Germany, shortly before the end of the Second World War. Kicked out of her mother-in-law's home after revealing she's having another man's child, Maria leaves bomb-blasted Berlin for a friend's estate in East Prussia. But when the Soviets penetrate into the Reich in January 1945, she and her neighbors must abandon everything and flee from the Red Army. In the last moment, they're able to board the former luxury liner Wilhelm Gustloff, which is to bring them west, where "safety" awaits them. Maria's relieved to be on this huge ship, now overfilled with 6,000 refugees. The boat's big and it should be able to outrun any submarine danger, which, it seems, shouldn't be a problem as the Germans still pretty much control the Baltic. But someone should have told Maria the story of the Lusitania: the Gustloff is soon torpedoed by a Soviet sub and only 900 people are able to be rescued.
The standard mea culpa film, which mushroomed in West Germany in the 50s and 60s, obliquely dealing with the horrors of the Nazi era. It even has its obligatory persecution-of-the-Jews moment like many in this genre, even though it has zero to do with the plot. No one's a Nazi and if you're able to somehow find one, they're always pompous, bloated, self-righteous and hated by everyone. Let's not forget the completely inappropriate Jazz background or the nonsensical soap opera plot meant to make the subject matter more palatable (can you tell I'm not a fan?). The movie's been referred to as the film about the Gustloff tragedy; but outside of a few minutes dedicated to the event at film's end and the repeating of the name "Gustloff" throughout the rest of the movie like some kind of holy mantra, one could argue --- with a large pinch of salt --- that this film has more to do with the evacuation of East Prussia than with the fate of the ship and its passengers. Like Admiral Canaris, it has its tragic moments, which pull effectively at the heart strings; I'm sure it did so even more 15 years after war's end. But the shipshod and smarmy handling of so tragic a subject by the director, scriptwriters and actors will leave anyone honestly interested in the topic sorely disappointed by its (not quick enough) conclusion.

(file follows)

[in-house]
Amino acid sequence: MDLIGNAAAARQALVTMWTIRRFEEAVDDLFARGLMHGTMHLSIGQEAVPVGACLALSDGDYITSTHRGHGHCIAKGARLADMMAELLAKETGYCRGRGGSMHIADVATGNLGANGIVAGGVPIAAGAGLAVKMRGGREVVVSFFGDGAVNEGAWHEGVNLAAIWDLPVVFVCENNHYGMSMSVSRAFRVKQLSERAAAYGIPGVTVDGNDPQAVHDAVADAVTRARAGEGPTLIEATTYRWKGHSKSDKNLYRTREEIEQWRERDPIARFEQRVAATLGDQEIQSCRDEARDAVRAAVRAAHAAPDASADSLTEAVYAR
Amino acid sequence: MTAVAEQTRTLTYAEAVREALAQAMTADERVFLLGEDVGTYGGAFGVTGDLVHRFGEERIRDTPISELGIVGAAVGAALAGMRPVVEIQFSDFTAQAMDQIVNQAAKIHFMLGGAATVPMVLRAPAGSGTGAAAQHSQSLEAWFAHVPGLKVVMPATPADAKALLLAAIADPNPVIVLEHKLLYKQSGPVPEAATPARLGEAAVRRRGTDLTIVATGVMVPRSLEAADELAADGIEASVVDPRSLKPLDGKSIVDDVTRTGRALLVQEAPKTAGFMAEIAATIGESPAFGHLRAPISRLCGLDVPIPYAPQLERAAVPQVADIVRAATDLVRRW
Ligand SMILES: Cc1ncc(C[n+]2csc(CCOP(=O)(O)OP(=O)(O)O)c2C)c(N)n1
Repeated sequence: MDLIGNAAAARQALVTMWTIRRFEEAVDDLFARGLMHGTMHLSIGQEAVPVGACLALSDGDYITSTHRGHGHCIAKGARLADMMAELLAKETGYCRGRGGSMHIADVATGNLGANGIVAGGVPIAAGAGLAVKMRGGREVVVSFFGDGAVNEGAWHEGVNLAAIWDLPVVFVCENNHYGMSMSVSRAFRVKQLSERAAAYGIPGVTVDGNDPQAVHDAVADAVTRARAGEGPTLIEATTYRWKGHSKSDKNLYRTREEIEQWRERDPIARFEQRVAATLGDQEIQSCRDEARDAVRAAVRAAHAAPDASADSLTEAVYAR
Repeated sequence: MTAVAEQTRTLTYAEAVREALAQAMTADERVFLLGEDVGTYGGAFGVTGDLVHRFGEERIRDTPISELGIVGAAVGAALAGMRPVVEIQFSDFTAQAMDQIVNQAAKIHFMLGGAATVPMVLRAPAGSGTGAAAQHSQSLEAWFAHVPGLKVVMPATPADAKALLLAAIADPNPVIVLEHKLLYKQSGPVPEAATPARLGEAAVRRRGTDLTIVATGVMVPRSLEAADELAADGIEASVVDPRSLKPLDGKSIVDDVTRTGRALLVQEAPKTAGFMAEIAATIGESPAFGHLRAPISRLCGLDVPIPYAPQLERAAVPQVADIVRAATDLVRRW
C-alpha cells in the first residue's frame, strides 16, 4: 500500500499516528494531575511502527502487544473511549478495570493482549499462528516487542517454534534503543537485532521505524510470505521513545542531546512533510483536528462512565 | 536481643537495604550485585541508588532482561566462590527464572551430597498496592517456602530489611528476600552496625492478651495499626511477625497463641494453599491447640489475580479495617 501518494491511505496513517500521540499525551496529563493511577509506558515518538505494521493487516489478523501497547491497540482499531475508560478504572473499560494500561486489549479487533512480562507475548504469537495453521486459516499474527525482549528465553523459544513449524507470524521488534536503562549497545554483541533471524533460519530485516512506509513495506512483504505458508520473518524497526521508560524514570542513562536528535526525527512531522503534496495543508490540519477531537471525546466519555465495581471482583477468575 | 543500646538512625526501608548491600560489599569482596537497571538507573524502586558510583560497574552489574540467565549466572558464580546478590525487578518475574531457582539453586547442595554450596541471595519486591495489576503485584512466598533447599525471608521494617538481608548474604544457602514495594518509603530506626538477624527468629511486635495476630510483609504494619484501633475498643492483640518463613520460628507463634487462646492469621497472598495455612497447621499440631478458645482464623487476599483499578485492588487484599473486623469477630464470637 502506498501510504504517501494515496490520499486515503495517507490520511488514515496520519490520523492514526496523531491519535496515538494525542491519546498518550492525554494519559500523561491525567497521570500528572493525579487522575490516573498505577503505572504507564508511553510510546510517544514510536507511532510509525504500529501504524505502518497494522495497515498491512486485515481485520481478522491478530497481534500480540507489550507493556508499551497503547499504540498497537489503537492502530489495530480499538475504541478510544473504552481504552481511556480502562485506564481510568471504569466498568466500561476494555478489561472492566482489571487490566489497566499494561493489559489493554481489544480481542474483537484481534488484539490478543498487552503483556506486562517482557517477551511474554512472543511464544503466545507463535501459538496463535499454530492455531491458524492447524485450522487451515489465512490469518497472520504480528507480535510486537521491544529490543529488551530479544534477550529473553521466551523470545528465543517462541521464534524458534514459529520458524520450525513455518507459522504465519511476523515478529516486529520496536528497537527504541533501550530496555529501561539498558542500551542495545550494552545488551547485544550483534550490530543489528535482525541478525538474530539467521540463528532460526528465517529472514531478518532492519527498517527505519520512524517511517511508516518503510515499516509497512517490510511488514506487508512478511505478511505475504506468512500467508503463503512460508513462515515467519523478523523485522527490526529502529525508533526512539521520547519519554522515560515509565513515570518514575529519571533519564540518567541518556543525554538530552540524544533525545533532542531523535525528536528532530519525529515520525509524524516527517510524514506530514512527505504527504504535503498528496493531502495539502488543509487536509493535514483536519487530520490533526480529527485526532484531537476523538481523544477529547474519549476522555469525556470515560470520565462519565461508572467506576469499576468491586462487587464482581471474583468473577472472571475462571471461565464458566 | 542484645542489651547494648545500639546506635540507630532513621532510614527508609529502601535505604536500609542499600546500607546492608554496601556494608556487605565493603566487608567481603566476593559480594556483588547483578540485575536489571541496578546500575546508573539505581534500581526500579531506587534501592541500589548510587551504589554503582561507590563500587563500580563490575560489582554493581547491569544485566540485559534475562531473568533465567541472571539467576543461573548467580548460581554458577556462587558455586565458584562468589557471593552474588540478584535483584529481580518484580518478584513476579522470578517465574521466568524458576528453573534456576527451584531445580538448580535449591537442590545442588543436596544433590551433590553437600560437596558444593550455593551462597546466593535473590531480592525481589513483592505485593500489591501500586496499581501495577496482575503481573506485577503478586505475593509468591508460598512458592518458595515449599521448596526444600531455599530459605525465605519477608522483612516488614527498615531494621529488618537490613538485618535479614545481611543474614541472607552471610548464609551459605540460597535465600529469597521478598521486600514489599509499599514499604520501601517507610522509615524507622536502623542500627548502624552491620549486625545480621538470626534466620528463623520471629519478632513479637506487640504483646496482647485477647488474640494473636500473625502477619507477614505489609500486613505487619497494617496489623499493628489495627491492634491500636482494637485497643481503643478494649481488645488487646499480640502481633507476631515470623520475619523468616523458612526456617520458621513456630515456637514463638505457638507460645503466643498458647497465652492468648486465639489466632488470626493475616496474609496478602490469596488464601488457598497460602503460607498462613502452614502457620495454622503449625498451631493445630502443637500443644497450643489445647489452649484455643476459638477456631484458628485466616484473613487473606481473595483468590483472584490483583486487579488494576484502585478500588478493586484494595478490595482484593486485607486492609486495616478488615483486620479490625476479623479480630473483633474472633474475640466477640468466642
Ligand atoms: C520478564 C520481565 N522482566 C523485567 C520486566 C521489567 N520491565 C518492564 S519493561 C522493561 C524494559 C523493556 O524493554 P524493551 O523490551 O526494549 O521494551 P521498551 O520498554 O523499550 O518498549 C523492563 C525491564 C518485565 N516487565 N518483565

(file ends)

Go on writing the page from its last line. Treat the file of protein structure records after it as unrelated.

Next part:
Deutschland, kurz vor Kriegsende. Die Berlinerin Maria flüchtet vor den Bombenangriffen der Alliierten zu einer Freundin nach Ostpreußen. Als die Ostfront zusammenbricht, muss sie panikartig ihre Bleibe verlassen und vor der Roten Armee fliehen. Im letzten Moment kann sie sich auf das Schiff “Wilhelm Gustloff” retten. Maria glaubt sich in Sicherheit, doch das völlig überladene Transportschiff mit 6.000 Flüchtlingen wird von einem sowjetischen U-Boot torpediert und sinkt. Nur etwa 900 Menschen können sich retten.
DVD-R is in German with switchable English subtitles. Approx. 94 mins. See film sample for quality!